BP plc has started to link downstream customers in China with liquefied natural gas (LNG) imports, creating a fully integrated supply chain in a country that continues to lead the world in energy consumption growth. 

The first LNG cargo delivered under BP’s new terminal usage agreement arrived over the weekend at the Guangdong Dapeng LNG Co. Ltd. (GDLNG) import facility in Shenzhen. Under the agreement, the London-based supermajor has 600,000 metric tons/year (mty) of tolling regasification capacity at GDLNG, where it holds a 30% interest. 

The cargo arrived after separate deals were signed last year with utilities ENN Group and Foran Energy to supply each company with 300,000 mty of pipeline gas from the import terminal for two years beginning in 2021. 

BP was the first international oil and gas company to invest in an operating Chinese LNG import terminal. The supply deals it signed with ENN and Foran strengthened its foothold in the country, where BP explores and produces, as well as is involved in petrochemicals and energy trading.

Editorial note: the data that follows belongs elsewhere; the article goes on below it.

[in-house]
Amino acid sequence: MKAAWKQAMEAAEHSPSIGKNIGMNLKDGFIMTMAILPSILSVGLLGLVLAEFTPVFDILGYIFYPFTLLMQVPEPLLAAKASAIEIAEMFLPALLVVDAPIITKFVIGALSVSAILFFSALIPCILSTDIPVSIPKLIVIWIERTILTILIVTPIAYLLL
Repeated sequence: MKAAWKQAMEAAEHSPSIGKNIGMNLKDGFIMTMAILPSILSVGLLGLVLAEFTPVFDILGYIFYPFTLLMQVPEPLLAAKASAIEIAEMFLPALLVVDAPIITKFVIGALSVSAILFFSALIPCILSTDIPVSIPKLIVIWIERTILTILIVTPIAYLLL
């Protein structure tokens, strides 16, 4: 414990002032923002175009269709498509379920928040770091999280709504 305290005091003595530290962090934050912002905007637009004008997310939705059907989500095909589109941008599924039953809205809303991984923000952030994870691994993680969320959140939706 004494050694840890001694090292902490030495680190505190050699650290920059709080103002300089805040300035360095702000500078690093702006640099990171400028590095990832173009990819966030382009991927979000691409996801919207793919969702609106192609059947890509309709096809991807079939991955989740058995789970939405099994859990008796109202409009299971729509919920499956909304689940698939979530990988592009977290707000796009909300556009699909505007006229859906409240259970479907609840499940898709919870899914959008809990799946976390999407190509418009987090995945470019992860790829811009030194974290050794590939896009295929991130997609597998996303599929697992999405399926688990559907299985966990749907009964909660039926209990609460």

China has in recent years unveiled various policies to enhance energy reform and attract investment. According to BP’s 2020 Statistical Review of World Energy, China was the biggest driver of energy, accounting for more than 75% net global growth.

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BP noted that the gas value chain it has created in the country positions it to take advantage of China’s plans to utilize more of the fuel as it aims to cut emissions and become carbon neutral by 2060. 

Coal-to-gas switching among consumers has remained strong in the country and partly helped to drive a historic rally in Asian LNG prices earlier this month as demand spiked amid a supply deficit. 

Morgan Stanley analysts said in a report Monday that natural gas demand in China is still on pace to grow in the high single digits through 2025, supported by the government’s environmental initiatives.